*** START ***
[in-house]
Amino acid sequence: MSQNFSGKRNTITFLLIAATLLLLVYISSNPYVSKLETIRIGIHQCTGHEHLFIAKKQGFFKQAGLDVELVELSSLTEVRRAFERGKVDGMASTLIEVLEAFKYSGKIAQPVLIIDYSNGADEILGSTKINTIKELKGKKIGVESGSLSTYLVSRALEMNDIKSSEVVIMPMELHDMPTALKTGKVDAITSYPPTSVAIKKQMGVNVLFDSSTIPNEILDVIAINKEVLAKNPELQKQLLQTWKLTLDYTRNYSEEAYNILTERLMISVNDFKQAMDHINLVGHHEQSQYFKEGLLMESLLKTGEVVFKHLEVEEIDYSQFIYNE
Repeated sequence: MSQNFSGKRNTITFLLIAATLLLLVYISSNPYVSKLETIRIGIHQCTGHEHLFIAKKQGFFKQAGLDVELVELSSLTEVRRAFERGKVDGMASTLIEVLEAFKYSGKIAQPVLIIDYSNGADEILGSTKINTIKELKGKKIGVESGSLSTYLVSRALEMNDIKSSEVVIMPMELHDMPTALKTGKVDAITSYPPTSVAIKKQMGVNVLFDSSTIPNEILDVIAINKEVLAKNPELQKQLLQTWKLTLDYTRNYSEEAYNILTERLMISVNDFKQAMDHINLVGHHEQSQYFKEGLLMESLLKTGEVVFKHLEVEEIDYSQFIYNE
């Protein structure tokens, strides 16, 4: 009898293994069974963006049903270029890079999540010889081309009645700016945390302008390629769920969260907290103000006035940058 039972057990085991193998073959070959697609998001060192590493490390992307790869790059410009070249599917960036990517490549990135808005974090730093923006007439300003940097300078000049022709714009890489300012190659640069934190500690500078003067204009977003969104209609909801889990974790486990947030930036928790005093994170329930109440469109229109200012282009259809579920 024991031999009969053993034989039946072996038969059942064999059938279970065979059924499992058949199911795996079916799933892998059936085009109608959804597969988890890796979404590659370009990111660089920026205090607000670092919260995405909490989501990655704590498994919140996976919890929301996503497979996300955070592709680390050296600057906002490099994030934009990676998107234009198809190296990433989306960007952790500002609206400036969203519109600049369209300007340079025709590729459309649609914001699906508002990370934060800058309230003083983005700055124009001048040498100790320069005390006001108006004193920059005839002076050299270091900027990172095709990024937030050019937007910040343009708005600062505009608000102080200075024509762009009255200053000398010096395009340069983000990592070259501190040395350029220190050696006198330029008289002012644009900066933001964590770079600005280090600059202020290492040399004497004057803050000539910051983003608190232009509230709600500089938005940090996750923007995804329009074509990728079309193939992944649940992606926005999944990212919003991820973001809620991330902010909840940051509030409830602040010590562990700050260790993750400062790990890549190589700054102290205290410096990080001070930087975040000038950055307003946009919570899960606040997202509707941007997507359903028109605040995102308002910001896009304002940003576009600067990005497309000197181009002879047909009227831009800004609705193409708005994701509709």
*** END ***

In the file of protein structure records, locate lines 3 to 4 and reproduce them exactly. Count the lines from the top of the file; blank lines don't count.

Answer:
Repeated sequence: MSQNFSGKRNTITFLLIAATLLLLVYISSNPYVSKLETIRIGIHQCTGHEHLFIAKKQGFFKQAGLDVELVELSSLTEVRRAFERGKVDGMASTLIEVLEAFKYSGKIAQPVLIIDYSNGADEILGSTKINTIKELKGKKIGVESGSLSTYLVSRALEMNDIKSSEVVIMPMELHDMPTALKTGKVDAITSYPPTSVAIKKQMGVNVLFDSSTIPNEILDVIAINKEVLAKNPELQKQLLQTWKLTLDYTRNYSEEAYNILTERLMISVNDFKQAMDHINLVGHHEQSQYFKEGLLMESLLKTGEVVFKHLEVEEIDYSQFIYNE
């Protein structure tokens, strides 16, 4: 009898293994069974963006049903270029890079999540010889081309009645700016945390302008390629769920969260907290103000006035940058 039972057990085991193998073959070959697609998001060192590493490390992307790869790059410009070249599917960036990517490549990135808005974090730093923006007439300003940097300078000049022709714009890489300012190659640069934190500690500078003067204009977003969104209609909801889990974790486990947030930036928790005093994170329930109440469109229109200012282009259809579920 024991031999009969053993034989039946072996038969059942064999059938279970065979059924499992058949199911795996079916799933892998059936085009109608959804597969988890890796979404590659370009990111660089920026205090607000670092919260995405909490989501990655704590498994919140996976919890929301996503497979996300955070592709680390050296600057906002490099994030934009990676998107234009198809190296990433989306960007952790500002609206400036969203519109600049369209300007340079025709590729459309649609914001699906508002990370934060800058309230003083983005700055124009001048040498100790320069005390006001108006004193920059005839002076050299270091900027990172095709990024937030050019937007910040343009708005600062505009608000102080200075024509762009009255200053000398010096395009340069983000990592070259501190040395350029220190050696006198330029008289002012644009900066933001964590770079600005280090600059202020290492040399004497004057803050000539910051983003608190232009509230709600500089938005940090996750923007995804329009074509990728079309193939992944649940992606926005999944990212919003991820973001809620991330902010909840940051509030409830602040010590562990700050260790993750400062790990890549190589700054102290205290410096990080001070930087975040000038950055307003946009919570899960606040997202509707941007997507359903028109605040995102308002910001896009304002940003576009600067990005497309000197181009002879047909009227831009800004609705193409708005994701509709």